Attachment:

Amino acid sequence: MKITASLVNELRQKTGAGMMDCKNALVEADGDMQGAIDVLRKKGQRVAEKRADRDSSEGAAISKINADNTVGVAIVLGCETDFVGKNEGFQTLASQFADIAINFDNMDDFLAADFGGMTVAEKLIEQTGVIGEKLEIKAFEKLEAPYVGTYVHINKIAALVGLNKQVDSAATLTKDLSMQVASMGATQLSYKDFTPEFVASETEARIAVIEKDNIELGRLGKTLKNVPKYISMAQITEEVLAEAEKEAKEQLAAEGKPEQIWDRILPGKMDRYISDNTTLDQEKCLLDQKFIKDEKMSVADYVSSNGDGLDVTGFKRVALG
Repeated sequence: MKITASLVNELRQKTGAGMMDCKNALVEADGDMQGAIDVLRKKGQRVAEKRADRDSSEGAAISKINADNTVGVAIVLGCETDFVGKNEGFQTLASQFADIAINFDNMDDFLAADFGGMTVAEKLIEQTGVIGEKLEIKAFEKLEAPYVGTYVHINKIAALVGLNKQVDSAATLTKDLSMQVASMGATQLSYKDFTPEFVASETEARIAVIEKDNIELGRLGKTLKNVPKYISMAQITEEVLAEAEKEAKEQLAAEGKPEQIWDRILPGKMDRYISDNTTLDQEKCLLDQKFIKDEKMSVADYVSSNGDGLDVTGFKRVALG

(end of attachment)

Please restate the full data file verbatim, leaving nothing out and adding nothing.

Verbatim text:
Amino acid sequence: MKITASLVNELRQKTGAGMMDCKNALVEADGDMQGAIDVLRKKGQRVAEKRADRDSSEGAAISKINADNTVGVAIVLGCETDFVGKNEGFQTLASQFADIAINFDNMDDFLAADFGGMTVAEKLIEQTGVIGEKLEIKAFEKLEAPYVGTYVHINKIAALVGLNKQVDSAATLTKDLSMQVASMGATQLSYKDFTPEFVASETEARIAVIEKDNIELGRLGKTLKNVPKYISMAQITEEVLAEAEKEAKEQLAAEGKPEQIWDRILPGKMDRYISDNTTLDQEKCLLDQKFIKDEKMSVADYVSSNGDGLDVTGFKRVALG
Repeated sequence: MKITASLVNELRQKTGAGMMDCKNALVEADGDMQGAIDVLRKKGQRVAEKRADRDSSEGAAISKINADNTVGVAIVLGCETDFVGKNEGFQTLASQFADIAINFDNMDDFLAADFGGMTVAEKLIEQTGVIGEKLEIKAFEKLEAPYVGTYVHINKIAALVGLNKQVDSAATLTKDLSMQVASMGATQLSYKDFTPEFVASETEARIAVIEKDNIELGRLGKTLKNVPKYISMAQITEEVLAEAEKEAKEQLAAEGKPEQIWDRILPGKMDRYISDNTTLDQEKCLLDQKFIKDEKMSVADYVSSNGDGLDVTGFKRVALG